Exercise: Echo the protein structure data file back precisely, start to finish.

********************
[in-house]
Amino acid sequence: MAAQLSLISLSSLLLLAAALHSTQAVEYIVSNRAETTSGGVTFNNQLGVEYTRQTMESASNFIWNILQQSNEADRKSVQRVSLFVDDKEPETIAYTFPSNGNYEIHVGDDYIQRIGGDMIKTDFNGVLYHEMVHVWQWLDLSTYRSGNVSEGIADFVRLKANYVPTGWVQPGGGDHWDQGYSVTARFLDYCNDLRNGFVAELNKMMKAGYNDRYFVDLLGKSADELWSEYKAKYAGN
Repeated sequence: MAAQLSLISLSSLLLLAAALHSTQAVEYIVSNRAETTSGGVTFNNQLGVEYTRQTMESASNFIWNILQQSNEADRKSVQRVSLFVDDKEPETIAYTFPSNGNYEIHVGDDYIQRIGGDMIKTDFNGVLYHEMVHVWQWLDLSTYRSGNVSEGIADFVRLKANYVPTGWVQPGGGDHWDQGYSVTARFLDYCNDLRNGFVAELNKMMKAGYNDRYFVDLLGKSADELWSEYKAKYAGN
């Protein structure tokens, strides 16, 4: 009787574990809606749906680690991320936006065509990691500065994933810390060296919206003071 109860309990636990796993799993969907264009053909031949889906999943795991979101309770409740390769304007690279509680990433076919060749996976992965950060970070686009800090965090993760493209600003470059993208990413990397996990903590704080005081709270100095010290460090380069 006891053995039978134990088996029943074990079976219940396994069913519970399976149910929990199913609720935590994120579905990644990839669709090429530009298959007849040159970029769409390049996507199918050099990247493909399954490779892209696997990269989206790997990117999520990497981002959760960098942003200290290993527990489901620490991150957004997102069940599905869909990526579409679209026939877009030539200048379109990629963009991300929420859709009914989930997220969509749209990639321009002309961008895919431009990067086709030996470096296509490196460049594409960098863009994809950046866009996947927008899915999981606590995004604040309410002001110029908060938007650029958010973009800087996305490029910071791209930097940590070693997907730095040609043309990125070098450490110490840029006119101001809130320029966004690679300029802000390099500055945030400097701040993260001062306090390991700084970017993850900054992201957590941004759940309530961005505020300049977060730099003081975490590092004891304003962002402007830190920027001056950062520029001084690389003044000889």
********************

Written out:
[in-house]
Amino acid sequence: MAAQLSLISLSSLLLLAAALHSTQAVEYIVSNRAETTSGGVTFNNQLGVEYTRQTMESASNFIWNILQQSNEADRKSVQRVSLFVDDKEPETIAYTFPSNGNYEIHVGDDYIQRIGGDMIKTDFNGVLYHEMVHVWQWLDLSTYRSGNVSEGIADFVRLKANYVPTGWVQPGGGDHWDQGYSVTARFLDYCNDLRNGFVAELNKMMKAGYNDRYFVDLLGKSADELWSEYKAKYAGN
Repeated sequence: MAAQLSLISLSSLLLLAAALHSTQAVEYIVSNRAETTSGGVTFNNQLGVEYTRQTMESASNFIWNILQQSNEADRKSVQRVSLFVDDKEPETIAYTFPSNGNYEIHVGDDYIQRIGGDMIKTDFNGVLYHEMVHVWQWLDLSTYRSGNVSEGIADFVRLKANYVPTGWVQPGGGDHWDQGYSVTARFLDYCNDLRNGFVAELNKMMKAGYNDRYFVDLLGKSADELWSEYKAKYAGN
């Protein structure tokens, strides 16, 4: 009787574990809606749906680690991320936006065509990691500065994933810390060296919206003071 109860309990636990796993799993969907264009053909031949889906999943795991979101309770409740390769304007690279509680990433076919060749996976992965950060970070686009800090965090993760493209600003470059993208990413990397996990903590704080005081709270100095010290460090380069 006891053995039978134990088996029943074990079976219940396994069913519970399976149910929990199913609720935590994120579905990644990839669709090429530009298959007849040159970029769409390049996507199918050099990247493909399954490779892209696997990269989206790997990117999520990497981002959760960098942003200290290993527990489901620490991150957004997102069940599905869909990526579409679209026939877009030539200048379109990629963009991300929420859709009914989930997220969509749209990639321009002309961008895919431009990067086709030996470096296509490196460049594409960098863009994809950046866009996947927008899915999981606590995004604040309410002001110029908060938007650029958010973009800087996305490029910071791209930097940590070693997907730095040609043309990125070098450490110490840029006119101001809130320029966004690679300029802000390099500055945030400097701040993260001062306090390991700084970017993850900054992201957590941004759940309530961005505020300049977060730099003081975490590092004891304003962002402007830190920027001056950062520029001084690389003044000889």